"Lord Shortie," as the diminutive Daniels is known locally, may find himself flummoxed when he takes on academia and attempts to introduce and exert his brand of fear-based Mussolini style leadership he once wielded in Indiana state government. Daniels is to higher education what Randall Tobias was to the US State Department.
    • Zinn would delight in reading this column!
      I imagine Zinn would be delighted by this column on several counts. He would certainly enjoy the wonderful writing and would probably ask Lou why he was the focus of this article rather than Mitch Daniels given the current allegation concerning Daniels and real censorship. He would have most definitely been amused by that I think. Great column! Thanks! Here is a good defense of Zinn's work: http://www.thedailybeast.com/articles/2012/08/27/howard-zinn-at-90-defending-the-people-s-historian.html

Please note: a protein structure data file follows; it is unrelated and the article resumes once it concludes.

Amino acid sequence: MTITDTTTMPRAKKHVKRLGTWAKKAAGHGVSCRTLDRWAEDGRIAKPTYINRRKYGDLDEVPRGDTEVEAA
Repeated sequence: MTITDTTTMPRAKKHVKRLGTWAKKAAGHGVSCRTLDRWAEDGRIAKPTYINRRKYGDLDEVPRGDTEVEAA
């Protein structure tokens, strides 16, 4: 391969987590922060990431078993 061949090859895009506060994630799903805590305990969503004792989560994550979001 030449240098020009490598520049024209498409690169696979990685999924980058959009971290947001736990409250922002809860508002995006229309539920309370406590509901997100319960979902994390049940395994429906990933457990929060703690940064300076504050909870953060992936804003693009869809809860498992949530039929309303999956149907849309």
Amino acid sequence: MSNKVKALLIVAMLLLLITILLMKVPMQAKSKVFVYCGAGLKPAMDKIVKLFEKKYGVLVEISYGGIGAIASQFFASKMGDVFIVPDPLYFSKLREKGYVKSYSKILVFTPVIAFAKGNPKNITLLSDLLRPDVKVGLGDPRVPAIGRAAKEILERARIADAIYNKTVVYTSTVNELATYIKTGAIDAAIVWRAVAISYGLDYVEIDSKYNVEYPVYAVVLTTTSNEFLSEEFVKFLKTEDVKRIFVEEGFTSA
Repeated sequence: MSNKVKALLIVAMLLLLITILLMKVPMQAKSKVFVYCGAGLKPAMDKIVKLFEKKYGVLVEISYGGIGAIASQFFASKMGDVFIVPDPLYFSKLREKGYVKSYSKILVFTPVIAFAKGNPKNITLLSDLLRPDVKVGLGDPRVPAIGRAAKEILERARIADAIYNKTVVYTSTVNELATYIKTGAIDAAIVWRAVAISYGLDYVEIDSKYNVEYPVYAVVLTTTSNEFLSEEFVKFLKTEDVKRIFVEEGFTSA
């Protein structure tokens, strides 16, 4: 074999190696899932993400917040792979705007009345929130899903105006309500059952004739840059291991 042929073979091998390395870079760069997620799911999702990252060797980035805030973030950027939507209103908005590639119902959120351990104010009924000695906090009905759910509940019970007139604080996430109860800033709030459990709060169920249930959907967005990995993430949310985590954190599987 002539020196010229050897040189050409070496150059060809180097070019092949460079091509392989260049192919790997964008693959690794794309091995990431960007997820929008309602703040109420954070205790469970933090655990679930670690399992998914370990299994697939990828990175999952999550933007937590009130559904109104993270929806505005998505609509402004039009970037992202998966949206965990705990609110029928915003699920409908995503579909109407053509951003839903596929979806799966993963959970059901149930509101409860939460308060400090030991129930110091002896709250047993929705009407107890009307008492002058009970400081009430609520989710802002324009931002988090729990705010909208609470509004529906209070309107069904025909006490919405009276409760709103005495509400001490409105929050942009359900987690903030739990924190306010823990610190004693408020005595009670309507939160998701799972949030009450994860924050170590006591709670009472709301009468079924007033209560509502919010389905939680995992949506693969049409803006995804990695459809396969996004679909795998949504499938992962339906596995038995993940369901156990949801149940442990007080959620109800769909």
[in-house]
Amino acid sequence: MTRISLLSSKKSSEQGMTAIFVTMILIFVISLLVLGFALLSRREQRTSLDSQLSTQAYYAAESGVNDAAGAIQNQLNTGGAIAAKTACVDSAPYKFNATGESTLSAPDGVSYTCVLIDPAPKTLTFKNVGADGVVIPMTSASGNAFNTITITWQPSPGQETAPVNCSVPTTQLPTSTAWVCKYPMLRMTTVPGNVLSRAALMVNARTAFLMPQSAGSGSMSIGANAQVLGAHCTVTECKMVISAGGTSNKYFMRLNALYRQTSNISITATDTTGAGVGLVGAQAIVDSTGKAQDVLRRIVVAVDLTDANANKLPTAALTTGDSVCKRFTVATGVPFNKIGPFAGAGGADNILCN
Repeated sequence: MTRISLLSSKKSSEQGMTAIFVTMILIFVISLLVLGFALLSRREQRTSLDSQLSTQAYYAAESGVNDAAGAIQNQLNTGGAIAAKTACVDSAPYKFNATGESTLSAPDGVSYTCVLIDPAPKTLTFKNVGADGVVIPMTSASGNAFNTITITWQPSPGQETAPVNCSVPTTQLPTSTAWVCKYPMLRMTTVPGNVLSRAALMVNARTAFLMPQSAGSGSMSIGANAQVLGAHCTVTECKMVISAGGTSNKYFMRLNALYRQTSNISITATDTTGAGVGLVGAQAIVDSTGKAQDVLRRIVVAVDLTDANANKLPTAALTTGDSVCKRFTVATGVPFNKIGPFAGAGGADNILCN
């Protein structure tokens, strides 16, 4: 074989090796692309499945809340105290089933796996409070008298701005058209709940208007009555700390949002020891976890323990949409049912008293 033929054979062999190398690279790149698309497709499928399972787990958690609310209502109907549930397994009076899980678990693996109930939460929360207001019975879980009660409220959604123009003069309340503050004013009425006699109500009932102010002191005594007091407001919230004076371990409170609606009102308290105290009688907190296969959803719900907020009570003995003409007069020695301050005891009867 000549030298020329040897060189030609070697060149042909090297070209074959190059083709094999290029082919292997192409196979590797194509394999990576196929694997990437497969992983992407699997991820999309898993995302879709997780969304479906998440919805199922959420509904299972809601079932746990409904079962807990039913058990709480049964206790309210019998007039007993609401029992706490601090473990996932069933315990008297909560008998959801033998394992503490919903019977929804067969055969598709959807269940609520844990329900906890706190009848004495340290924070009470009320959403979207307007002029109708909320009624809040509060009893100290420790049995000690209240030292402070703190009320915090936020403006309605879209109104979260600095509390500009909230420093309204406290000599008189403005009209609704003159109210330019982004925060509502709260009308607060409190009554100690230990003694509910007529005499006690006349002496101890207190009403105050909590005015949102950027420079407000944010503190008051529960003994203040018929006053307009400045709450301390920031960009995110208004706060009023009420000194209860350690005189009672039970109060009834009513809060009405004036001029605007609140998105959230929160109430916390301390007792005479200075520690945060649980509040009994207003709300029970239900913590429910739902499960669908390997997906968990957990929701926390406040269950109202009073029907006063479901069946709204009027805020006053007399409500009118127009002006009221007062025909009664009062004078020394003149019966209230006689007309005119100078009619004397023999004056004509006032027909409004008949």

• Got'cha
      I'm tempted to say this is an affront to Mitch because this isn't a text approved by the Texas Board of ED (imagine their fun time summer reading suggestions). However, it also reflects the feelings of those who oppose bad things like "Black", "Womens'", or "Native American" studies, because the wonders of our destiny get poked by voices they can't control and write out of our OFFICIAL history.
    • Thanks Mitch, I now own the Zinn!
      Thanks to Mitch, I now recall the Zinn book that I had never gotten around to reading when it first came out. And thanks to my Kindle, I'm now the proud possessor of the volume and look forward to the read. I find myself wondering if I would ever try to ban books I thought were extreme--creationism, perhaps--and I truly believe the best approach is to let such books be read and the chips fall where they may. Sad, isn't it, how the immediate response of so many in power is to ban things they don't like. Maybe if they felt their own views were more broadly appealing and self evident, they could let the chips fall... Anyway, good luck in the academic world, Mitch.